When it comes right down to it, this film really boils down to a 90-minute commercial for the farm itself, including links to their website and footage of tour groups. It’s so overly positive that at times it plays like We Bought a Zoo, but for agriculture. John carries the film with an air of prestige that it doesn’t quite earn, because again, this whole thing can be reduced to an ad with a captive audience.
But to dismiss the film on those cynical grounds would be a disservice, because no matter how many back pats John and Molly give themselves, what they did in eight years is nothing short of amazing. Yes, you can point out that being TV professionals in Santa Monica affords them more economic opportunity than most others (a brief animated segment shows how friends of friends gave them seed money, which is sadly never revisited to see how their investors feel). You can point out the fact that John completely glosses over climate change as a huge factor in the very adversity they face most of the time (drought, mudslides, dead soil, wildfires, etc.). These are all valid critiques.
However, even if this weren’t a thinly-veiled commercial at times, it misses the point to bring up those seemingly necessary ideas. This story is about how dreams can come true with the right combination of hard work and luck, and in that vein, it’s hard to shit on their accomplishment. I think the film would have resonated just a bit more if they had an objective director handling all of John’s duties, because even if that outsider captured John and Molly at their more jaded moments, I think there would be enough genuine interest to see the film, welcome more visitors, and sell better at farmer’s markets all the same. Hell, it might even improve those numbers because the audience would be able to see the true highs and lows rather than the most happy-go-lucky version of events.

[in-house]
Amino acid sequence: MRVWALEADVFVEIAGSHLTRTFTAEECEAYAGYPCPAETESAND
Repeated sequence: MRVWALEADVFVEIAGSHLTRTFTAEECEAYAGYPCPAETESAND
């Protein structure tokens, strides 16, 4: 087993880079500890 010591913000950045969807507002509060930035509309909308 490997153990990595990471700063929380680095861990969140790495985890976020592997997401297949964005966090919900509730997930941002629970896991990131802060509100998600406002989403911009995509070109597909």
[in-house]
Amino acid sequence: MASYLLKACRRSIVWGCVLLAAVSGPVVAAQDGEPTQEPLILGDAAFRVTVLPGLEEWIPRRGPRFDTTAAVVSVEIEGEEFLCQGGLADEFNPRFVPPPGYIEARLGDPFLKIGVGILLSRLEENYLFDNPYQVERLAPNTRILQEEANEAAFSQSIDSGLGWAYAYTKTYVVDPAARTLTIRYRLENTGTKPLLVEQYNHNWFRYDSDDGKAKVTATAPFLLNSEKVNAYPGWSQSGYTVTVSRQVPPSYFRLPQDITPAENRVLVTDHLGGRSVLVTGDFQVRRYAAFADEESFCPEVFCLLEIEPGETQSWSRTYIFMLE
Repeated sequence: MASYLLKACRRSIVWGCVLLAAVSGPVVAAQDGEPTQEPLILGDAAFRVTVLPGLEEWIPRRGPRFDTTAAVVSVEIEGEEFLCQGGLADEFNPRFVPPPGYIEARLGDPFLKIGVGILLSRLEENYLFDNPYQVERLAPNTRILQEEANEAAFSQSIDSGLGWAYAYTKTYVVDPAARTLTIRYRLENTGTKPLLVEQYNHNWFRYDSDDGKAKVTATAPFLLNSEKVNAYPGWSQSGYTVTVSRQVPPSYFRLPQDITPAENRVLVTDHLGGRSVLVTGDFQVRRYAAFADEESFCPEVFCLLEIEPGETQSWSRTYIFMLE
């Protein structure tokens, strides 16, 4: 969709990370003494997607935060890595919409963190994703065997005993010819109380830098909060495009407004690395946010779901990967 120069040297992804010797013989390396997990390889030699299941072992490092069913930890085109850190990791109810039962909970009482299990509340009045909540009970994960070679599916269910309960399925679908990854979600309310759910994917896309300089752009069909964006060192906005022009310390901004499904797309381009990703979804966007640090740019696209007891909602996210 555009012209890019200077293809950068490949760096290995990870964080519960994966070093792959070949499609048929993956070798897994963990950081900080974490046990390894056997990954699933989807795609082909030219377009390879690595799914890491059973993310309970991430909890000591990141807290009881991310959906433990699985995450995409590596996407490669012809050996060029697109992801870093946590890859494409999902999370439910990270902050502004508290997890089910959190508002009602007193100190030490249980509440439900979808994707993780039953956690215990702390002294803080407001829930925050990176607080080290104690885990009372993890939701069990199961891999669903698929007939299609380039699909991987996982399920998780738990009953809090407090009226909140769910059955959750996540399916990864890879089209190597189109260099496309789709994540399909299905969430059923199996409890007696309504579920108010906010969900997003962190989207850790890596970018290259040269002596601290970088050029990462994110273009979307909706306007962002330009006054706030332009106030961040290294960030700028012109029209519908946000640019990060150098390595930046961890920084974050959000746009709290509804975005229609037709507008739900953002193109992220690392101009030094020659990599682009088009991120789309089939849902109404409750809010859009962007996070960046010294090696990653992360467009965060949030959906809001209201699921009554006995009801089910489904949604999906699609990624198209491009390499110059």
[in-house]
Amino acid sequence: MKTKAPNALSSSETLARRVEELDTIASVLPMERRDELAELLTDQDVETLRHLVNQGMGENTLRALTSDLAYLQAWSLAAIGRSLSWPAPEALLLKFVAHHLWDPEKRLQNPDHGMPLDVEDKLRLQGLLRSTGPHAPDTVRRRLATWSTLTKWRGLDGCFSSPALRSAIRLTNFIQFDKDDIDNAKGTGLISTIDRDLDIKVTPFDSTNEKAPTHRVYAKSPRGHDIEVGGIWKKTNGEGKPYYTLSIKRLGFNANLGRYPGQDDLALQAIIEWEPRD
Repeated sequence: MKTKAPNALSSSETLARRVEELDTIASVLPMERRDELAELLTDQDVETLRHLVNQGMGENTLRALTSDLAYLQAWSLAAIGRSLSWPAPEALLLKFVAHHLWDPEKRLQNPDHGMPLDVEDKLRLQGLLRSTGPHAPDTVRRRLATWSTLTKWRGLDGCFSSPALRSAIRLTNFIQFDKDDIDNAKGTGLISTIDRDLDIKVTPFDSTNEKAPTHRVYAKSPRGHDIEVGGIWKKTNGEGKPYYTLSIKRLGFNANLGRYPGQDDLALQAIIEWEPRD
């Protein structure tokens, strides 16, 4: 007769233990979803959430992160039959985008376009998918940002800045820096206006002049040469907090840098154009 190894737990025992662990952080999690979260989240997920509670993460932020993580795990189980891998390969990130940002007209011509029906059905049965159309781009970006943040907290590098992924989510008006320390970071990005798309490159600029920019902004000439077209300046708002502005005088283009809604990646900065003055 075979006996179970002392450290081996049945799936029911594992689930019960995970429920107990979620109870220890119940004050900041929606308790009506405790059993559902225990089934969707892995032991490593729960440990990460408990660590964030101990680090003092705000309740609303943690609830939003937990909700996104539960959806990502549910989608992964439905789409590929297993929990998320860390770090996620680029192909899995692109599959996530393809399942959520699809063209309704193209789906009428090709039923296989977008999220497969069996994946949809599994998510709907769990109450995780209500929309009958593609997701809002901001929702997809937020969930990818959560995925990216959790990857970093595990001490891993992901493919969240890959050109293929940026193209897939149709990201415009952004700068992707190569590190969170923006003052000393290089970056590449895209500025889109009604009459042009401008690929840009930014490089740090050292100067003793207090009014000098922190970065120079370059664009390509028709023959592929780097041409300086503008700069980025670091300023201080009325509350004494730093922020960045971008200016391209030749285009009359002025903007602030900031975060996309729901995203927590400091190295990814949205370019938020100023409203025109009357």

But in the end, those self-aggrandizing flaws aren’t enough to prevent me from recommending the film. Just like Won’t You Be My Neighbor? last year, a movie like The Biggest Little Farm is needed just so we can see something truly joyous and positive in our current sociopolitical dystopia. We need reminders that sometimes, things really do work out and hard work pays off. Is this film on Neighbor‘s level? Absolutely not. But it’s still a welcome change of pace in the world, and there’s nothing wrong with putting a smile on the audience’s face. I mean, isn’t that the point of all entertainment?
Join the conversation in the comments below! What film should I review next? If you’ve ever experienced farm life, how does this movie compare? Can you watch the scene of Emma giving birth without counting Disney Dalmatians? Let me know!